Since being named as EDI Fellows, the students have been active in assisting faculty and staff in advancing strategic activities and initiatives, as well as developing individual projects to enhance EDI at GPS.
“We are deeply grateful for the role this first cohort of EDI Fellows has played in advancing our goal of taking tangible action to continuously improve the access to, support within, and climate of GPS,” said Assistant Dean Meredith D’Angelo, who works closely on GPS’ EDI initiatives with Victor Shih, GPS professor and faculty equity adviser. “Their contributions to our community will both stand alone and serve as a foundation for future efforts.”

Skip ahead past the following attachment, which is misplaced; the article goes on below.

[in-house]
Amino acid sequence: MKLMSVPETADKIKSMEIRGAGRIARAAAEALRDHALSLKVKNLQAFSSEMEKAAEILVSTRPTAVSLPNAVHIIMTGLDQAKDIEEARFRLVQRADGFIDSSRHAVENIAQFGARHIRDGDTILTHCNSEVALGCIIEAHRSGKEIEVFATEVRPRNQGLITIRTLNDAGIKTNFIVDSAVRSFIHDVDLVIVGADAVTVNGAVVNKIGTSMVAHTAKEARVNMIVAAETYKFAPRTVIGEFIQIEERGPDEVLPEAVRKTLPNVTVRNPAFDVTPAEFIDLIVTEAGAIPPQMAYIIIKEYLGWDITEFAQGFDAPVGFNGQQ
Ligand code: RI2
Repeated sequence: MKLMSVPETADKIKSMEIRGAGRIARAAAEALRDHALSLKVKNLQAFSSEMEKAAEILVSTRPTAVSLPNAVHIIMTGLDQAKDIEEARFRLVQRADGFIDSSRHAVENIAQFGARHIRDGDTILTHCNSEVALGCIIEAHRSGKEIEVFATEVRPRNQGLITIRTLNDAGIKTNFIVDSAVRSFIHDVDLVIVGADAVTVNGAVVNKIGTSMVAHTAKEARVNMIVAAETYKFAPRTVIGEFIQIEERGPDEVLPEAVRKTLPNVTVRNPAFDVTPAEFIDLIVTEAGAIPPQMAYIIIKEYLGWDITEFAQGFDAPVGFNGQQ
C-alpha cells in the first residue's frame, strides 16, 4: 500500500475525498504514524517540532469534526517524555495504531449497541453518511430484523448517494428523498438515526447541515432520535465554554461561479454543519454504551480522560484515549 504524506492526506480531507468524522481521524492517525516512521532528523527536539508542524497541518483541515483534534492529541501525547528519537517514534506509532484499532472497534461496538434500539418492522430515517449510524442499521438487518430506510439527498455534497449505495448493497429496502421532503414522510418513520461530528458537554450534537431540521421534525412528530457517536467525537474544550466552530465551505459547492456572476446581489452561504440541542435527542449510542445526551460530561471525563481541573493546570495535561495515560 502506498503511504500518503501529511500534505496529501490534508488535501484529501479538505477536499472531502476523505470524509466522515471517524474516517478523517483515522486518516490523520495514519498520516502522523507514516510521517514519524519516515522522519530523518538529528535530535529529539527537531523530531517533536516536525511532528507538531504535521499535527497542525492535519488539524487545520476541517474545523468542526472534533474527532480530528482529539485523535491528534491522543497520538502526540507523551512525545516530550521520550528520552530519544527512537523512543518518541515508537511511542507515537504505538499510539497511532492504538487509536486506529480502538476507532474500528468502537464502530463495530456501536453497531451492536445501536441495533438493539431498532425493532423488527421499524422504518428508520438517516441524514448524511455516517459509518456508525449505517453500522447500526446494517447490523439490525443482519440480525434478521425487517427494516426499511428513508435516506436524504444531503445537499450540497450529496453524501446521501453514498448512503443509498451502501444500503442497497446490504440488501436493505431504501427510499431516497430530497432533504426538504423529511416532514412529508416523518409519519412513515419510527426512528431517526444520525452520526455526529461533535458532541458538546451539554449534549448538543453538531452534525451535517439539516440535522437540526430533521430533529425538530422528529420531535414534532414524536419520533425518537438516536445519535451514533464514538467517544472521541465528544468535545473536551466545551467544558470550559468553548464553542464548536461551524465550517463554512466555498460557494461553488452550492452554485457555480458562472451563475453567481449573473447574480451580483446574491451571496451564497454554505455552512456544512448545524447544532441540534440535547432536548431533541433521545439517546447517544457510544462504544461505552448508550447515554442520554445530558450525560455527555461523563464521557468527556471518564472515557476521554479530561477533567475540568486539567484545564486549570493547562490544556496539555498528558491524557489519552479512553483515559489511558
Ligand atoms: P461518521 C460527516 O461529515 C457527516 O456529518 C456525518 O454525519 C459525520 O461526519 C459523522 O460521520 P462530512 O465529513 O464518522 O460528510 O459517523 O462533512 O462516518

These projects are now close to culmination, and GPS News chatted with each of the fellows about their experiences over the past year, the projects on which they focused and their hopes for how these initiatives will carry GPS into a more equitable, diverse, inclusive future.
Alejandra Guzman, of Merced, California, is a first-generation American and first-generation college student.
She was motivated to apply to be an EDI Fellow because she wanted to help GPS recruit students from more diverse backgrounds. EDI work empowers others and “creates a sense of acceptance and belonging to individuals of different cultures, physical abilities and conditions,” she said.
“Higher education is not a very diverse place,” Guzman said. “I often find myself struggling with impostor syndrome and meeting people I can relate to. My mom was a single parent, and her highest education level was second grade. I know I am not alone, and there are other students like me.”